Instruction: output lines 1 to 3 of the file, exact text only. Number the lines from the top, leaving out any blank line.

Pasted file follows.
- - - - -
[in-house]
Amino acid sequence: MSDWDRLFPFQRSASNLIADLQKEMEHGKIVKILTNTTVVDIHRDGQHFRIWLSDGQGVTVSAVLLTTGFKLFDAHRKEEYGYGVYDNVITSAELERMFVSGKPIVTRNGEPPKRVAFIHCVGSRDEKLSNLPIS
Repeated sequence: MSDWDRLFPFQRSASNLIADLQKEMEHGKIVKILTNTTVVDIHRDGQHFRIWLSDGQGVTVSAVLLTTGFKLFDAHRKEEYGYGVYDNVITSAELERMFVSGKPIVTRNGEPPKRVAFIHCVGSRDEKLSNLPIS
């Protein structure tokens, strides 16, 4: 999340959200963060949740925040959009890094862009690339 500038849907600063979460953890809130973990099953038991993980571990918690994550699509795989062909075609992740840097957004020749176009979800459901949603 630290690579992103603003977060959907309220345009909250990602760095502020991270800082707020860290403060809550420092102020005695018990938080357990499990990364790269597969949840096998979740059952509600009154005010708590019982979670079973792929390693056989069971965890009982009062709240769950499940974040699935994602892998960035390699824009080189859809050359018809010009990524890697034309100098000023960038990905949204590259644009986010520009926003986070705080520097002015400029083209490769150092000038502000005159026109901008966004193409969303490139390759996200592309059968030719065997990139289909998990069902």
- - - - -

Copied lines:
[in-house]
Amino acid sequence: MSDWDRLFPFQRSASNLIADLQKEMEHGKIVKILTNTTVVDIHRDGQHFRIWLSDGQGVTVSAVLLTTGFKLFDAHRKEEYGYGVYDNVITSAELERMFVSGKPIVTRNGEPPKRVAFIHCVGSRDEKLSNLPIS
Repeated sequence: MSDWDRLFPFQRSASNLIADLQKEMEHGKIVKILTNTTVVDIHRDGQHFRIWLSDGQGVTVSAVLLTTGFKLFDAHRKEEYGYGVYDNVITSAELERMFVSGKPIVTRNGEPPKRVAFIHCVGSRDEKLSNLPIS